We are organizing a coach/bus from Paris to Bordeaux. Any team interested in the bus trip departing from Paris – either on Thursday 19th or Friday 20th – and returning on Sunday please let us know before the 30th of August about your preferred times for these dates so we can figure out the best option for everyone.
Any volunteer to help during the event can register on Eventbrite and contact the organization team in Bordeaux at this email address: email@example.com.
More details to follow as the event gets closer.
Ireland has won the 2013 AFL Europe Championship by kicking a goal with the last kick of the game to beat Great Britain by a point. In a tight contest throughout the last quarter, Great Britain seemed to have it won before Mark Leavy kicked a snap goal to put Ireland in front, seconds before the final siren sounded.
Heroes for the Irish included late goal kicker Bobby Byrne and Kevin McSorley in defence who was pivotal in keeping Ireland within striking distance throughout the last quarter. It was a heart breaking finale for the Great British team who went so close to winning their first major international trophy.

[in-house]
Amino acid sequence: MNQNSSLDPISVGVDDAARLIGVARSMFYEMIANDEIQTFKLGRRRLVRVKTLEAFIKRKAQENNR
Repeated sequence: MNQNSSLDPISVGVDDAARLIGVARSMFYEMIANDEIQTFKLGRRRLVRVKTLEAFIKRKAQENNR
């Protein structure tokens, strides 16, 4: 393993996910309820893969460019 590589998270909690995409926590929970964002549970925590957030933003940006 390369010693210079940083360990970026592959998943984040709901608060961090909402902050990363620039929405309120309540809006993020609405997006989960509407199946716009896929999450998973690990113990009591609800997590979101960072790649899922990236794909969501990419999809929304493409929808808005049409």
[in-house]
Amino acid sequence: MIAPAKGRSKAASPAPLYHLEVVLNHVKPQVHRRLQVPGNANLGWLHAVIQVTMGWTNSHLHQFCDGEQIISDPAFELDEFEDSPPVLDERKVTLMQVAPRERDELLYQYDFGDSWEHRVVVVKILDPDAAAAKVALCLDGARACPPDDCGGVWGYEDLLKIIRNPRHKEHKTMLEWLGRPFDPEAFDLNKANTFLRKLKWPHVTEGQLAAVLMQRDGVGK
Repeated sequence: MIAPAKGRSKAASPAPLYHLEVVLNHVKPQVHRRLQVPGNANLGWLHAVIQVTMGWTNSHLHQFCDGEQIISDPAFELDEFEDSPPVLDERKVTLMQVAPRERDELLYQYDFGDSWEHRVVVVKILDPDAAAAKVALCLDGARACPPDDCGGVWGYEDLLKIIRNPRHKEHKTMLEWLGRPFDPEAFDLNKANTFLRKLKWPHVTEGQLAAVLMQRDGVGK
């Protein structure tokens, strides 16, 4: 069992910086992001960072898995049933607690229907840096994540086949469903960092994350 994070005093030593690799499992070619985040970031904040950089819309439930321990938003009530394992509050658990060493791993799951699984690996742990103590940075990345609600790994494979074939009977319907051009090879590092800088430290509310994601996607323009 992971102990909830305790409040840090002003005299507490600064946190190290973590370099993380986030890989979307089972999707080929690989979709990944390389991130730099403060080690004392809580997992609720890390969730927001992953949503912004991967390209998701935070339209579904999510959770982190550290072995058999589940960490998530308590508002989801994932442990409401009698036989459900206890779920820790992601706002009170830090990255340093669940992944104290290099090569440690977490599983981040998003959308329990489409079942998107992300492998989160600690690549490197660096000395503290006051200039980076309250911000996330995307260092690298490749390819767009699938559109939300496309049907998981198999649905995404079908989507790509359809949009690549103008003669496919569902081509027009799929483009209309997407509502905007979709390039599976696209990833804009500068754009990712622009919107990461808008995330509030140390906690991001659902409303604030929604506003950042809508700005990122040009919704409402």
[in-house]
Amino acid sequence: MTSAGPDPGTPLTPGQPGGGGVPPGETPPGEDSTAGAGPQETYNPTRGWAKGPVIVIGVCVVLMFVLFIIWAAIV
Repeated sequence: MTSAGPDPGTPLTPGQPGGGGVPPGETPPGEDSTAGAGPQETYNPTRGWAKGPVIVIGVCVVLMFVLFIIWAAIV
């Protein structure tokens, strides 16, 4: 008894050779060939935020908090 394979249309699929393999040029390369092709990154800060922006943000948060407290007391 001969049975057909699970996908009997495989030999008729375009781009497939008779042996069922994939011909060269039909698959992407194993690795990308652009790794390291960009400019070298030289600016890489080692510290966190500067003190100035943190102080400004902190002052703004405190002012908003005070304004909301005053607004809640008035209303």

Man of the match was GB captain Ian Mitchell who was tireless on the ball and across half back for the Bulldogs, yet unable to drag his team across the line. Sam Boyd, David Saunders and Ollie Dilieto were also strong contributors to a team that had glory snatched from them at the very end.
In a hard and bruising match, John O’Regan was subdued after a heavy collision with Britain’s Chris James in the second quarter. The Irish captain had been dominating the match up to that point and it looked like that moment might have swung the match in favour of the Bulldogs. However it inspired a greater effort from the Irish team and players James Flavin, Ger Walls and Tom Browne started winning more of the ball.
The last quarter saw the lead change a number of times and when GB’s Luke Booth kicked a goal to put his team up by 5 points close to the end, it looked like it would be a fairy tale win for the visitors. With only seconds on the clock the ball swept down to the Irish forward line where it bounced off the hands of the pack and into the arms of the unlikely Irish defender Mark Leavy who snapped the goal and sent the Irish crowd into a frenzy as the final siren sounded.